Common names –Sweet Briar, Eglantine Rose

The species is native to Europe, Western Asia and South America. It is a deciduous, thorny, woody, hardy shrub. It is branched from the ground to 3 – 4 metres and does well in arid conditions. It was brought to New Zealand early on as a deciduous ornamental for its single pink, highly perfumed flowers and red hips. The long-lived seeds inside the hips ripen over summer and are readily dispersed by birds. The plant also spreads rapidly by suckers and is now regarded as a major scrub weed in the South Island, especially in Central Otago and inland Canterbury. It invades open drought prone areas, river flats, and prevents the growth of native species.

Rose hip gathering became an important occupation in Central Otago during World War 2, as the hips are high in both retinol (vitamin A) and in vitamin C. The hips were pressed and the juice was made into Rosehip syrup for babies as a substitute for orange juice which was at the time difficult to obtain.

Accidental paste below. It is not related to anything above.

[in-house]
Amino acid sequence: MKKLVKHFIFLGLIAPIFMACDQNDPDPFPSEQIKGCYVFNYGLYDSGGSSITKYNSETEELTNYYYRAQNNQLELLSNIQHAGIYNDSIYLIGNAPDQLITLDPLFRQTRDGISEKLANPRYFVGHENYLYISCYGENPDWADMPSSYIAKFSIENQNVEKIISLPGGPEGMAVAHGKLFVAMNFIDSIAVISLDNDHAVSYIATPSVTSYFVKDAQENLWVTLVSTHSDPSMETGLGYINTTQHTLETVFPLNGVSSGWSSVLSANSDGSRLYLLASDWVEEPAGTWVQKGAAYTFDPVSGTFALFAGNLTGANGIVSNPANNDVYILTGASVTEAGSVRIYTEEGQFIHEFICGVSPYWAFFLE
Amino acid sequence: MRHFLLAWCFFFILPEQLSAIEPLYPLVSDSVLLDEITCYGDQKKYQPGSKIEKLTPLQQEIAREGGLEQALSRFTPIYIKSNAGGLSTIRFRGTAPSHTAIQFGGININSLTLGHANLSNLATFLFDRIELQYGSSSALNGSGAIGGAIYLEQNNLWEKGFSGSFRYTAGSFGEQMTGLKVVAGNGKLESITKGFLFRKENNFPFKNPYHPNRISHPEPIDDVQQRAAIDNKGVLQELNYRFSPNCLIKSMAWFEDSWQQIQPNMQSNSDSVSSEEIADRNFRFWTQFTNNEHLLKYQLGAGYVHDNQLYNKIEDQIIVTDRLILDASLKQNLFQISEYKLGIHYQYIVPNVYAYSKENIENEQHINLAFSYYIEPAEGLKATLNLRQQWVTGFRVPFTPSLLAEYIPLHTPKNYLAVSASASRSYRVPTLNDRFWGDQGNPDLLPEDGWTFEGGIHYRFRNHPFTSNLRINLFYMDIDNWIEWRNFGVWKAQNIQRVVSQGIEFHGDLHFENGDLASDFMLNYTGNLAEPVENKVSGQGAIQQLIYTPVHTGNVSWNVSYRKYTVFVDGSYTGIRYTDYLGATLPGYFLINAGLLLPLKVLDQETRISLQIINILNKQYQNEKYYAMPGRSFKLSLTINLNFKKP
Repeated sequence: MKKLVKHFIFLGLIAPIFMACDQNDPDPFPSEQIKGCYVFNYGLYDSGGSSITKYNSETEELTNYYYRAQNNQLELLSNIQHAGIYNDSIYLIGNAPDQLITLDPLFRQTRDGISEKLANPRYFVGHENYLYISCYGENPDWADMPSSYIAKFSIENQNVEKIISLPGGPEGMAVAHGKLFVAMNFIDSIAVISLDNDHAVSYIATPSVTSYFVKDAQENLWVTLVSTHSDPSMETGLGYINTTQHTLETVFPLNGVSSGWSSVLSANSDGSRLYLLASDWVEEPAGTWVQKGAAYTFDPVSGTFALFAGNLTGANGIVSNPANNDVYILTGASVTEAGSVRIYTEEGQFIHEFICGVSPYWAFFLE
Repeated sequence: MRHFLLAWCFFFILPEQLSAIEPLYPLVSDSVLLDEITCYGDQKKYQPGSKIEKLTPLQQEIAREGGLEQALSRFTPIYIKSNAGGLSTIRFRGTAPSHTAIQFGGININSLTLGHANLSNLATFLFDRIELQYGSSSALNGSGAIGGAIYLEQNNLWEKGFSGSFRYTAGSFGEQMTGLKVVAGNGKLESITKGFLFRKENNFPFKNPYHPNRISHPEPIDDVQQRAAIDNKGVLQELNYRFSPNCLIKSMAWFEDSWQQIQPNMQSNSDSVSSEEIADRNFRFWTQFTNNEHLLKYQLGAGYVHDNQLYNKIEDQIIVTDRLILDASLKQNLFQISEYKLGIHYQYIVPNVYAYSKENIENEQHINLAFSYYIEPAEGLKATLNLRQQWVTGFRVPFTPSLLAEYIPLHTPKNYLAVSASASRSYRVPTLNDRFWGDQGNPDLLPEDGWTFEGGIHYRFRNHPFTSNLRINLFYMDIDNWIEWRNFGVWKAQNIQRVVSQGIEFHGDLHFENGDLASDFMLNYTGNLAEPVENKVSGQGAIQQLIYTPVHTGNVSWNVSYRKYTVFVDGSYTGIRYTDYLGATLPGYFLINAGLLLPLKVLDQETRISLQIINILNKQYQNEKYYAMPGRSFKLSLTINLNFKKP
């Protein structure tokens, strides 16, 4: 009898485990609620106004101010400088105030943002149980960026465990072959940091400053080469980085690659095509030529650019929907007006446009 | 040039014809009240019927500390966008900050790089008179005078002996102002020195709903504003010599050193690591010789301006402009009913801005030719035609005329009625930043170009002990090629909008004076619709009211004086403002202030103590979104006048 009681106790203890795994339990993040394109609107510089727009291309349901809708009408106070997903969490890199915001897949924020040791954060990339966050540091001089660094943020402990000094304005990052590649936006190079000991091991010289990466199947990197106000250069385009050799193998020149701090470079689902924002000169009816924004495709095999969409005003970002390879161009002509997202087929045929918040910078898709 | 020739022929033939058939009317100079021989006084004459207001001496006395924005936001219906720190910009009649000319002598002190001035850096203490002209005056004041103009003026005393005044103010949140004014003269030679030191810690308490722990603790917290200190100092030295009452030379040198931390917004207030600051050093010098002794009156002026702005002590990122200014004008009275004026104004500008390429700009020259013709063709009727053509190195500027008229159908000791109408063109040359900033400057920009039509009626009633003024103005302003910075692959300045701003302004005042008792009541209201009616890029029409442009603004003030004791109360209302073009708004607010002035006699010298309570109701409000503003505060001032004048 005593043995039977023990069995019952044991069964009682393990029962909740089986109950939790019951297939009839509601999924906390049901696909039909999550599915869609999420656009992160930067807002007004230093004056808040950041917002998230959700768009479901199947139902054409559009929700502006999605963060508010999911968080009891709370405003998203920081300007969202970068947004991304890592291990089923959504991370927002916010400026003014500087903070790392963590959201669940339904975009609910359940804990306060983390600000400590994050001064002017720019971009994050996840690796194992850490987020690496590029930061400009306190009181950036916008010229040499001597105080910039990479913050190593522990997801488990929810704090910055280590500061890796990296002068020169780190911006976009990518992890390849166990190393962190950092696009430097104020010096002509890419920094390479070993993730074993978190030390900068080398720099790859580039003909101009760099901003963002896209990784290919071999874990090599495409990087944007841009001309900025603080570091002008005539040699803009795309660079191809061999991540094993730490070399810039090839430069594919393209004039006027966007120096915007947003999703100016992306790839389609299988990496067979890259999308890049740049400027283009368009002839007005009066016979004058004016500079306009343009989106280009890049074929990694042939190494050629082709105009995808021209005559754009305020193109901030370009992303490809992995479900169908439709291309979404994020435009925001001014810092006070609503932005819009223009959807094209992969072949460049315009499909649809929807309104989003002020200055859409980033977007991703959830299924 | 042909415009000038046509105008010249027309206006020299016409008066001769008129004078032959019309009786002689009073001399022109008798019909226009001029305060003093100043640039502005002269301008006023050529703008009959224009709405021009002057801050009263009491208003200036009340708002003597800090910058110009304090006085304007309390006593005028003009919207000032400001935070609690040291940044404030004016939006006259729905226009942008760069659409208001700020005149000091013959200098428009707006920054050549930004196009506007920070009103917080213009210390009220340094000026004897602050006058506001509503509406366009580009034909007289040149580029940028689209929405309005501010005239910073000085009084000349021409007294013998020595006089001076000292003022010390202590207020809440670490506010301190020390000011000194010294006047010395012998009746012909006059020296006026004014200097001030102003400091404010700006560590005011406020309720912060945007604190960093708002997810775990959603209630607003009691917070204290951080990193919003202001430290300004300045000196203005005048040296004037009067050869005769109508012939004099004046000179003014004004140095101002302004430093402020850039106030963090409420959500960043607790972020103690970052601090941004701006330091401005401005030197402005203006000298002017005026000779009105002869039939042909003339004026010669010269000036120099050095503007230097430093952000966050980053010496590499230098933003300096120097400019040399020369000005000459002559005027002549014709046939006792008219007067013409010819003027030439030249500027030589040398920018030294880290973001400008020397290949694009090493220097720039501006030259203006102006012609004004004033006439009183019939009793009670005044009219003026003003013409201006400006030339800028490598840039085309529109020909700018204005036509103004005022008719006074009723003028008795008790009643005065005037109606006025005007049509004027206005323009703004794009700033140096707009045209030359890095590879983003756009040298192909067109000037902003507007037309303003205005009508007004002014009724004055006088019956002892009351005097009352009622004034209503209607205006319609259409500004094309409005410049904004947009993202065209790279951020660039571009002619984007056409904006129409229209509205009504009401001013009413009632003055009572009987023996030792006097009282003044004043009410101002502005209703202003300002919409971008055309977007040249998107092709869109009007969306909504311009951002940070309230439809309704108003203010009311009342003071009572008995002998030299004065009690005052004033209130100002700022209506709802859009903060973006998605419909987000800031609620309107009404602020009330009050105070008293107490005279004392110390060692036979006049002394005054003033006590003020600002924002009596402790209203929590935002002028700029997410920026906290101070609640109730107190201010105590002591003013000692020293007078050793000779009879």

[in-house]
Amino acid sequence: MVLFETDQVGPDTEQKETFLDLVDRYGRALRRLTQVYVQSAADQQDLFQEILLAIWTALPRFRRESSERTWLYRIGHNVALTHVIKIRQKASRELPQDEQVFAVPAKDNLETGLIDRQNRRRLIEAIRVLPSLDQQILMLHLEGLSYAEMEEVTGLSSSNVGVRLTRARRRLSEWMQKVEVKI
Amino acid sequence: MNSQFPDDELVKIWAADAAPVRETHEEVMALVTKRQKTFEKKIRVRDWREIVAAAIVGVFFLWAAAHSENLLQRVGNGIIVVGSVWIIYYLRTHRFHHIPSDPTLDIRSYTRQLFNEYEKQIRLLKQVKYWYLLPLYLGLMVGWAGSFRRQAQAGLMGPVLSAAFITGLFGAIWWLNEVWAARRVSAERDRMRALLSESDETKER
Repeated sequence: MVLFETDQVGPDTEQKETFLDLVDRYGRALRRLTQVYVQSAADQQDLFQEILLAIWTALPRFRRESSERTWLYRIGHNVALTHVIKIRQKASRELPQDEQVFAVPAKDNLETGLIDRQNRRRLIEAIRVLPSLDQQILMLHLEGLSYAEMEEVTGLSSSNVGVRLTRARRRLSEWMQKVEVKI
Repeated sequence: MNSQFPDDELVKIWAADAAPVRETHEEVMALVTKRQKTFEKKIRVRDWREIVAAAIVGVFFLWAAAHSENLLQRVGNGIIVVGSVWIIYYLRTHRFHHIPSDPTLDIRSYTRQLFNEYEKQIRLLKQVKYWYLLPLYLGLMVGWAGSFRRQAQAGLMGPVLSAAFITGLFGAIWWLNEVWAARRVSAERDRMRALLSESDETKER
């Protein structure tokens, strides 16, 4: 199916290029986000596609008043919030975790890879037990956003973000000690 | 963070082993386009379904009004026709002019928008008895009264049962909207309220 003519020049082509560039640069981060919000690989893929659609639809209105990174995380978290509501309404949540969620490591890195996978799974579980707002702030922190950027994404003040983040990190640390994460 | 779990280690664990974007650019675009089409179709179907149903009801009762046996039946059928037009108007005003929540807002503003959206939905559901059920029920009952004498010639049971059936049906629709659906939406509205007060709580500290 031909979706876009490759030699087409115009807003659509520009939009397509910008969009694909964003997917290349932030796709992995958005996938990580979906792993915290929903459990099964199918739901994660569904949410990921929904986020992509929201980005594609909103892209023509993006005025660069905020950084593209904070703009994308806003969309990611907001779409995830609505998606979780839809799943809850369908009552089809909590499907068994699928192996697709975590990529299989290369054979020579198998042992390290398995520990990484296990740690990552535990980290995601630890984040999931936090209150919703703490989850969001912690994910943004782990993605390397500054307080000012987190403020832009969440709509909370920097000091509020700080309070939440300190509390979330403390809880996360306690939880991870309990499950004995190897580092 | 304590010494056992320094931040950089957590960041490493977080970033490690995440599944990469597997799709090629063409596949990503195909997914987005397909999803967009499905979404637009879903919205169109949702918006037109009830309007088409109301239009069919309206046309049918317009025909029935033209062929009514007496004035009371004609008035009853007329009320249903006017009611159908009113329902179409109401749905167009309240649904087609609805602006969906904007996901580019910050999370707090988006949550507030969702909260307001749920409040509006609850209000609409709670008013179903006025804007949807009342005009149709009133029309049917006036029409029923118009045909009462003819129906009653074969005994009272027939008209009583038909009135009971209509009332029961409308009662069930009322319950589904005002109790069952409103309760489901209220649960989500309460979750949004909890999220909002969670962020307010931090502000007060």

Rose hip oil is high in essential fatty acids – omega 6 and omega 3 – and is used for skin care – dermatitis, acne, eczema, sunburn, brittle nails and wrinkles. It will also help heal scared tissue.
(rosehip syrup recipes.)

“At middle age the soul should be opening up like a rose, not closing up like a cabbage”

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